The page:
Churchill’s Shadow Raiders: The Race to Develop Radar, World War II’s Invisible Secret Weapon

Citadel. Apr. 2020. 416p. ISBN 9780806540634. $27. HIST
Operation Biting was a raid on a German radar installation in Bruneval, Normandy, in February 1942. With the odds against them, British parachutists, assisted by a few scientists, were sent in secret to steal what appeared to be a new form of radar technology. But the tale actually starts a year earlier, with Operation Colossus, the first airborne operation undertaken by the British. Its objective was to destroy a viaduct supplying water to towns and ports in southern Italy. Colossus was prematurely deemed a failure and its soldiers abandoned to capture by Italian forces. Historian Lewis (The Ministry for Ungentlemanly Warfare) maintains that the failure of Colossus set the script for discussions in Winston Churchill’s cabinet about the effectiveness, even possibility, of further airborne missions. From their examination of Bruneval, scientists learned secrets that allowed for later bombing expeditions in Germany and even the D-Day landings.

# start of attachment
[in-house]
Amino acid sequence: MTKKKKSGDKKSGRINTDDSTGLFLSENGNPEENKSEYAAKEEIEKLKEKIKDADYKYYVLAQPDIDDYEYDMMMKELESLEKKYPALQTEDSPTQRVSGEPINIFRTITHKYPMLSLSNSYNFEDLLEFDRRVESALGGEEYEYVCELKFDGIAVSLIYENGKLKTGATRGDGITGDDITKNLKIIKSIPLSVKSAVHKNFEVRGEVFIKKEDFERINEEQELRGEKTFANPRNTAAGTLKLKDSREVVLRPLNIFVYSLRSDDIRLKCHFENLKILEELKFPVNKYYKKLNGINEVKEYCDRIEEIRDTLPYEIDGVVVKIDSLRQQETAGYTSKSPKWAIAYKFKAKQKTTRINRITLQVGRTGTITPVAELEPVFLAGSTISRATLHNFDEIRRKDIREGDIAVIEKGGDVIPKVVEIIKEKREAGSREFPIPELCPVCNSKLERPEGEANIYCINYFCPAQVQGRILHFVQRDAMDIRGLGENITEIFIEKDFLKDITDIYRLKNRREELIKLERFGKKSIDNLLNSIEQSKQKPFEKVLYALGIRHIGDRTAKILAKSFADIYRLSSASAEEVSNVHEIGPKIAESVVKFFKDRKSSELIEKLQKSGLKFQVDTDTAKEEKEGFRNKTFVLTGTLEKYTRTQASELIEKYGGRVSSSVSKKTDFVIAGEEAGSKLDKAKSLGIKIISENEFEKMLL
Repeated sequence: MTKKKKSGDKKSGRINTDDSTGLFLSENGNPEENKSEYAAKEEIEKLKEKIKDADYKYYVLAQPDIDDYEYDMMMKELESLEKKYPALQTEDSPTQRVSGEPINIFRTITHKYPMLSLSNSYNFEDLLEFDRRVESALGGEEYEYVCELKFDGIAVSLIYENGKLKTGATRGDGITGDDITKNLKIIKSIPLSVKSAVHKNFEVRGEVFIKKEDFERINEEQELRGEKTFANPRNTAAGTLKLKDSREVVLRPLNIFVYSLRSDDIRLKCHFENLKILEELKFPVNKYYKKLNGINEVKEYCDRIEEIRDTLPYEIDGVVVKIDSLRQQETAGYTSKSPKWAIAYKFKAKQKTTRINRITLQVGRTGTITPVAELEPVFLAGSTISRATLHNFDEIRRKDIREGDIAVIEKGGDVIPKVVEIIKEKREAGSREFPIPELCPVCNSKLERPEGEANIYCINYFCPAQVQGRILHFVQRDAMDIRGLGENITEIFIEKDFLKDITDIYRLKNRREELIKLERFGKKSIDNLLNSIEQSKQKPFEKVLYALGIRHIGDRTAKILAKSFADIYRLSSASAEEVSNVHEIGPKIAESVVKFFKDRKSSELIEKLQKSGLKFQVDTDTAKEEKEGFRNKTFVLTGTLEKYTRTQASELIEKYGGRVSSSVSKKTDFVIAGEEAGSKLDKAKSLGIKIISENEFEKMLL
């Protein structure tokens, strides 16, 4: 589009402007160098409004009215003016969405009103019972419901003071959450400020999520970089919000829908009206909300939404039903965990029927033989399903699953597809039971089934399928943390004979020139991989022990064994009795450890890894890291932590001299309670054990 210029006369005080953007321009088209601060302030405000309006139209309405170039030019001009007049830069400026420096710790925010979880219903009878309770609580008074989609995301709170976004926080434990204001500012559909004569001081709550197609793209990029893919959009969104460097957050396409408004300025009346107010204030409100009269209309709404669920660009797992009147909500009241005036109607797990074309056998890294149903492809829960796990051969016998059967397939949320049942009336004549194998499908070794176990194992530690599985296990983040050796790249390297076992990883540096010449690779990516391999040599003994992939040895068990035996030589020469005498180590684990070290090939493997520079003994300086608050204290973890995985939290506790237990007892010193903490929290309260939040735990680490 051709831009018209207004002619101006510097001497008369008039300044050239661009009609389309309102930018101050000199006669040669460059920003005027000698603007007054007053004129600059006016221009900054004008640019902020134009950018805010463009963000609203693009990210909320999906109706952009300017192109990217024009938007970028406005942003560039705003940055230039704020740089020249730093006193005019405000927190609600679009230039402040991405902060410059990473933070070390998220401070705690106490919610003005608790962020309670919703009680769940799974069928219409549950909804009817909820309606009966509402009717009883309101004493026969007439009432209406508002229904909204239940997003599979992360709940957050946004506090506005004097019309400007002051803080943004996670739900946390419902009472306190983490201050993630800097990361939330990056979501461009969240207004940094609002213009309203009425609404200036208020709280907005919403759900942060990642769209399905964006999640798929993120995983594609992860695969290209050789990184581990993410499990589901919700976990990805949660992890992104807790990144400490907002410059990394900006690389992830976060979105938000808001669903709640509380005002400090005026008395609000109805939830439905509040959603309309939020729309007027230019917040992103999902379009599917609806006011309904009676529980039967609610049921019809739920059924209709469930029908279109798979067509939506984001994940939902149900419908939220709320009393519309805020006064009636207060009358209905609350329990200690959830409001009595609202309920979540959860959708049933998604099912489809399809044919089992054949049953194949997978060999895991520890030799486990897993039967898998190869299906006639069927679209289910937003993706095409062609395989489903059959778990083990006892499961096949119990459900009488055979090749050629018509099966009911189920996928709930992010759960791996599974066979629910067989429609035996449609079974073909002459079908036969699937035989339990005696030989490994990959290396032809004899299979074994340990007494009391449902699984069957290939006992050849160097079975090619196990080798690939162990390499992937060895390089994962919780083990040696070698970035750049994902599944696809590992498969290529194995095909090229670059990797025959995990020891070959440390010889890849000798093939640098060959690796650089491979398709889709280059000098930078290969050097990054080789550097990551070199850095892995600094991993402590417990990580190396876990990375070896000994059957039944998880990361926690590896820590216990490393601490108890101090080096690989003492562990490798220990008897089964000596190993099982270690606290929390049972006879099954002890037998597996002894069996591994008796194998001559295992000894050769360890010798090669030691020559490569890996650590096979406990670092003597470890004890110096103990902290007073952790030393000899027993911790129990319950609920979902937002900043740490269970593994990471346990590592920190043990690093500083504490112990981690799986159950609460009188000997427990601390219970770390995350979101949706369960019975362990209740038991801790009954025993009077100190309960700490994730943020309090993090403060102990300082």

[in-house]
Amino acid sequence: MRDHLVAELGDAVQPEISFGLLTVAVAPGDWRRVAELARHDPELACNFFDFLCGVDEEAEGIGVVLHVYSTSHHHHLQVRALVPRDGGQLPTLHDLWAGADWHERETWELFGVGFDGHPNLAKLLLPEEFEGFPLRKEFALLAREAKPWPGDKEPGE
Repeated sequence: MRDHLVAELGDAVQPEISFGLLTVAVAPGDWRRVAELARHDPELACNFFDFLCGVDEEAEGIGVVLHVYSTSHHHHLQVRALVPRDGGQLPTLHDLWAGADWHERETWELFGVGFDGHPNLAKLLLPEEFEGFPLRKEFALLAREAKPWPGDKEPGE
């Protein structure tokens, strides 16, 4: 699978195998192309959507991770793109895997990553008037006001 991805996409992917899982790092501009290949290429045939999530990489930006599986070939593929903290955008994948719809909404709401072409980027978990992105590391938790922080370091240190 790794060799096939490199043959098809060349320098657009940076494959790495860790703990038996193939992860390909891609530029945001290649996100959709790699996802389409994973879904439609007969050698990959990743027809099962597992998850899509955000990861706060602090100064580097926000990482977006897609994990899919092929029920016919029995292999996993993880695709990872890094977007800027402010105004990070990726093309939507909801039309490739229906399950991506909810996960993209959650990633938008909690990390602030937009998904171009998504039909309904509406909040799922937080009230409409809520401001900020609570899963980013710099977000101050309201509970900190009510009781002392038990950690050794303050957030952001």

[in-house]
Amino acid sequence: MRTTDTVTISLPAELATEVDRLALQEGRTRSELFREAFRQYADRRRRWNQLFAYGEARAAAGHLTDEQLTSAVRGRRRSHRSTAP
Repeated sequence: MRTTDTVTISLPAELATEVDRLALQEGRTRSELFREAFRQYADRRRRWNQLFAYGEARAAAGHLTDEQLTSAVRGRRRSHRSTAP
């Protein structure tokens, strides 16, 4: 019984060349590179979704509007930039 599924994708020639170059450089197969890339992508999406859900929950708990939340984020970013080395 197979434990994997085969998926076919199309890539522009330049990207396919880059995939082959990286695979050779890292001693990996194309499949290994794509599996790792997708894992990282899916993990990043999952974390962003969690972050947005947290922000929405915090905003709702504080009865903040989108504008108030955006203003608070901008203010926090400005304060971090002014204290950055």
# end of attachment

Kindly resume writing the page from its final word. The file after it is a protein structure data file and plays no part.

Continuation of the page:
VERDICT Lewis presents a richly detailed and nail-biting tale. For readers who enjoy well-told history and scholars of World War II.
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